Mark Rockwell: Brett your answer seems to steer in the direction of art as a means for making a living, though, I know that is not your bread and butter. So, then your intentionality of art could be more inclined away from the making a living aspect, perhaps? But, having more people hear it would make it more accessible and, potentially, give it a chance to make more of an impact? Am I on the right track?

Heather Williams: here’s my hippy heart thoughts: If you knew me before Christ in my life and hear or see anything I do as “art” my life alone points to Him, even in what some might see as “offensive”. Art is subjective in human standards, so not everyone will “get” it… I know God does. I feel if David can do it and have it as scriptures we read and teach on then I am good following that example. Basically, I don’t think it is as complex as we try to make it. God created everything, so everything brings Him glory. But, I’m a hippy and free spirit, so there’s that.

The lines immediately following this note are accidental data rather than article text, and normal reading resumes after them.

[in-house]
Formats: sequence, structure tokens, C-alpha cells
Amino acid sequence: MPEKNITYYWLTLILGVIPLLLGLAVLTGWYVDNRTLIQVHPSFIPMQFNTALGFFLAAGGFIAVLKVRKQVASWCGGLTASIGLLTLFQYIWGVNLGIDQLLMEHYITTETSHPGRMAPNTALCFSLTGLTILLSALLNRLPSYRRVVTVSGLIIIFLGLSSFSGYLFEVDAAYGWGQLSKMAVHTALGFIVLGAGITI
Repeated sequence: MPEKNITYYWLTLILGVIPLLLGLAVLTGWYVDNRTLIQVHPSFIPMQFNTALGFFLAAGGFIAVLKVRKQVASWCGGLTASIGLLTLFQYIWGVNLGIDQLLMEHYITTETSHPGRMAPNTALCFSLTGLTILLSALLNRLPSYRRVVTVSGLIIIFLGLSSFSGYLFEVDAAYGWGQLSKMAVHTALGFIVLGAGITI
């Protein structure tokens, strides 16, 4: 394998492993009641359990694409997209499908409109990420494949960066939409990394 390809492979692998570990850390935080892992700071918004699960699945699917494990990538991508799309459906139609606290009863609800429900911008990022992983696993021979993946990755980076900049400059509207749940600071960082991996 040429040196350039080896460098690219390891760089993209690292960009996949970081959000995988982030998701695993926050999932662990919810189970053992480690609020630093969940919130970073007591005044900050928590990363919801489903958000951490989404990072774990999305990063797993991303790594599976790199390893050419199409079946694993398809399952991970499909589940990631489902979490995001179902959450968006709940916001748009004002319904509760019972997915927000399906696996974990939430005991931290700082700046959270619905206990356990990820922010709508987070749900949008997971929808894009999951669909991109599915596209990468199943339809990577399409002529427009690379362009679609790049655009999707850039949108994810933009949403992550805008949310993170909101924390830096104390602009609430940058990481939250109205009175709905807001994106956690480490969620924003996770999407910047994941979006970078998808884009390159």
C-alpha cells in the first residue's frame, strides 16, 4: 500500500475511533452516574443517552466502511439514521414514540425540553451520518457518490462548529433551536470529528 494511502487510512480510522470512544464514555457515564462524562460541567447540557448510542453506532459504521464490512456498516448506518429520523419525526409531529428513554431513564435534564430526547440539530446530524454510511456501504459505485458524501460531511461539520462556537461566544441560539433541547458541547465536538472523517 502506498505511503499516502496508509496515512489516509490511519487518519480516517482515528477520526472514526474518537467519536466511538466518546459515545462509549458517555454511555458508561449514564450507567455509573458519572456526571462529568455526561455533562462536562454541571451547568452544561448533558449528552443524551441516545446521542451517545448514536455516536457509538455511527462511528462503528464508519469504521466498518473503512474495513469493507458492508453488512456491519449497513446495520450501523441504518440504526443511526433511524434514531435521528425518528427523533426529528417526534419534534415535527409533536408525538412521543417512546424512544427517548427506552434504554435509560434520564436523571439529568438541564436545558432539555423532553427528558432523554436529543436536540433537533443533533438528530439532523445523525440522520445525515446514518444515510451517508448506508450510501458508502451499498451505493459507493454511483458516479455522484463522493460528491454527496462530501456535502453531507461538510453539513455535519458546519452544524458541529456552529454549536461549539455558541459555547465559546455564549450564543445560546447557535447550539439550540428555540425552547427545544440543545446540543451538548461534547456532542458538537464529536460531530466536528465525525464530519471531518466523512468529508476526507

Brett Thompson: I honestly find myself wanting to make music to simply be a part of the tribe of creators more than putting a product out there to be consumed. However it is always nice to have what you made be appreciated and even better if you can monetize it.

Heather Williams: let’s be honest here, I really do like it when someone appreciates my “art”. It is human connection. I am like Adam longing for Eve even before she was created. It brings me closer to other human beings and it is good… or, even better.. I am like Eve, being created for someone to love and appreciate and God calls it good…  I am so writing a song based on this… my motto: find inspiration every damn place you can. ( sorry… every “dang”)… Also MPJ’s song “o Theo” breaks my heart every time.